“Problem-based learning was a whole new experience on its own as we look for information ourselves which is a challenge.” ( Participant A5 ).

3.1.4. Subtheme 1.1.4: Workload and Insufficient Time for PBL Content

“It (PBL) needs you to be very flexible of which it comes with a lot of work and we don’t have much of time because we are doing practicals as well as theory.” ( Participant K ).
“With PBL we do a lot of different topics in a short period of time and we end up struggling remembering all the condition, we lose concentration.” ( Participant Q ).
“Another challenge is that the PBL workload is too much, as a student the work load is always a challenge but in this case it was too much to a point that we ended up doing the work for the sake of just submitting.” ( Participant S ).
“I don’t know if it comes with problem-based learning but I feel like our lecturers gives us less time to do the work. They will give us work on Friday and say we must submit on Tuesday.” ( Participant H ).

3.1.5. Subtheme 1.1.5: Lack of Proper Guidance from Lecturers

“Most of the work is being done by the student without the guidance of the lecturers, it’s more like you are your own lecturer.” ( Participant P ).
“Sometimes we do not get clarity in class, we are usually given a topic or condition and we go and prepare when we come back to present, there is usually no clarity as to say what you did there was wrong and what you did there was right, you should go fix here and there.” ( Participant A2 ).
“Personally the challenges that I face with transiting to problem-based learning (PBL) is that, we are given a problem and we have to go and find solutions ourselves, then we present it to the lecturers after that we are not being corrected or told that this and this is wrong, they are a learning issue if we ask questions.” ( Participant Q ).

3.1.6. Subtheme 1.1.6: Learning Issues

“In problem-based learning, we facilitate everything ourselves. So we end up having learning issues, then we go research about them then come back the next day and present the same thing. We are not facilitated properly or corrected by the module facilitator in most cases actually hence we end up having learning issues.” ( Participant U ).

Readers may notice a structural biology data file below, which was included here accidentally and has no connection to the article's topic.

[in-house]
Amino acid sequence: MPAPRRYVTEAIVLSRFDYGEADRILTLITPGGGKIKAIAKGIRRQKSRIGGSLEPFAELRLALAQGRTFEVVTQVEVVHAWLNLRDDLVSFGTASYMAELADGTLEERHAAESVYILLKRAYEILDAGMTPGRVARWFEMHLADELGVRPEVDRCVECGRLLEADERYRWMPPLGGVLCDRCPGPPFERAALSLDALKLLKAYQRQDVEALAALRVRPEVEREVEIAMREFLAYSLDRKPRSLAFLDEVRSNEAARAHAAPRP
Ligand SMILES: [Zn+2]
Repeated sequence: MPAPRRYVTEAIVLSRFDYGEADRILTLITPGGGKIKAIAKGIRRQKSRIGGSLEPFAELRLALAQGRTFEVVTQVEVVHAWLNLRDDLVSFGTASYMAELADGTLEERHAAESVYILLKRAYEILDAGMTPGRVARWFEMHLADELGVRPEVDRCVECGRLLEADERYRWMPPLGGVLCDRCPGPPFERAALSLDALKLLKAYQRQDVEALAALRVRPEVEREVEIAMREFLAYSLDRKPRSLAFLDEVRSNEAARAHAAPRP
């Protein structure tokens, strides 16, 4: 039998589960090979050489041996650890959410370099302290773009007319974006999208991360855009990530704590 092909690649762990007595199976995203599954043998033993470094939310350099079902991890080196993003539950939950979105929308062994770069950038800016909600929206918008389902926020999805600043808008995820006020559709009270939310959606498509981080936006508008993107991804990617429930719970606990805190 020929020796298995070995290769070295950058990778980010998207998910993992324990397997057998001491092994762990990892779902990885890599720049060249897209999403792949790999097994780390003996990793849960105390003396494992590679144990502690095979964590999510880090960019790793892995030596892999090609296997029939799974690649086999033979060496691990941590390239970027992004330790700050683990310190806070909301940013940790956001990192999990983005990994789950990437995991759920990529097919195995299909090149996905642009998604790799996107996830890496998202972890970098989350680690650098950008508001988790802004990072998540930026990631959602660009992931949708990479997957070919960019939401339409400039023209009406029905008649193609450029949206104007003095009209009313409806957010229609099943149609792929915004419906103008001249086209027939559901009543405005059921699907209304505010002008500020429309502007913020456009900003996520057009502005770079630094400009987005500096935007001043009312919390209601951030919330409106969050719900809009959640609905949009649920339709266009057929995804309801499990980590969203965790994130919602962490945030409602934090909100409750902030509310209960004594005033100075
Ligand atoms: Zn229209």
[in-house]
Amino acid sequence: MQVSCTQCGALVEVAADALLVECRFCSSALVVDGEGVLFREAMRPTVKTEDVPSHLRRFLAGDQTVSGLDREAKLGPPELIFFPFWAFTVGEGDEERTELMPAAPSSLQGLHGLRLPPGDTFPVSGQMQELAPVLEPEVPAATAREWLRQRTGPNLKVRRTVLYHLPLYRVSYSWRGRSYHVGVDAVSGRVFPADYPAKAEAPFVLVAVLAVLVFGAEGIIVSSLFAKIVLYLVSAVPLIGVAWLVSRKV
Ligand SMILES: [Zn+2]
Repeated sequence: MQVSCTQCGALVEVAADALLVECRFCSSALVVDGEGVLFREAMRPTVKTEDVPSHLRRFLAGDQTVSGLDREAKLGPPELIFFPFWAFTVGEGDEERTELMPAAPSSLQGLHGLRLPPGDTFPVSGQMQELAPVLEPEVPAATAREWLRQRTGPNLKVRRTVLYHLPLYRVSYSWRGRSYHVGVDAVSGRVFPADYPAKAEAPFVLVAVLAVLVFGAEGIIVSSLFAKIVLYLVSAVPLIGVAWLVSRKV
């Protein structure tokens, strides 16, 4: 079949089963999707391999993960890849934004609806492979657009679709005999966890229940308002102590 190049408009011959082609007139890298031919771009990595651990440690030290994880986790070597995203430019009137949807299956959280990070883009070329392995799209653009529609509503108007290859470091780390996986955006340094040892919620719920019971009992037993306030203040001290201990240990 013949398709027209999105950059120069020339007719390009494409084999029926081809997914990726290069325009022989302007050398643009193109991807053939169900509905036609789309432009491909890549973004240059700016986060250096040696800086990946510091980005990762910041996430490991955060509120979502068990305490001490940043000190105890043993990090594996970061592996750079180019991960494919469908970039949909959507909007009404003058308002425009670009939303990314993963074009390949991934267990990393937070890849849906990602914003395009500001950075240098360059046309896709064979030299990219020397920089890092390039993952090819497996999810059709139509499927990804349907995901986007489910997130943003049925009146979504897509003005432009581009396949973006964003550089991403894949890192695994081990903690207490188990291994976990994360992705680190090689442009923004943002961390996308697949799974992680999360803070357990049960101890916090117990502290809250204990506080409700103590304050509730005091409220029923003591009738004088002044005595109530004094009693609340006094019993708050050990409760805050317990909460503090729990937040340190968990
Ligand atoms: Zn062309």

“Regarding transition to problem-based learning, during our classes there can be something new that is raised and if we do not the answer in class, it becomes a learning issue for a very long time.” ( Participant A3 ).
“If we can’t find the correct information or answer for that learning issue it becomes a learning issue for about three weeks.” ( Participant H ).
“It can become a learning issue forever because none of us comes up with a direct answer or if we come up with the wrong answer during presentations then it’s going to be a learning issue until we come up with the right answer.” ( Participant A6 ).
“Adding on the learning issues, yes my colleagues are correct with this process of us getting learning issues every week instead of the lecturers correcting us-It is a problem because if we were supposed to finish one module in 10 weeks we end up taking longer to finish the module because of those learning issues.” ( Participant A1 ).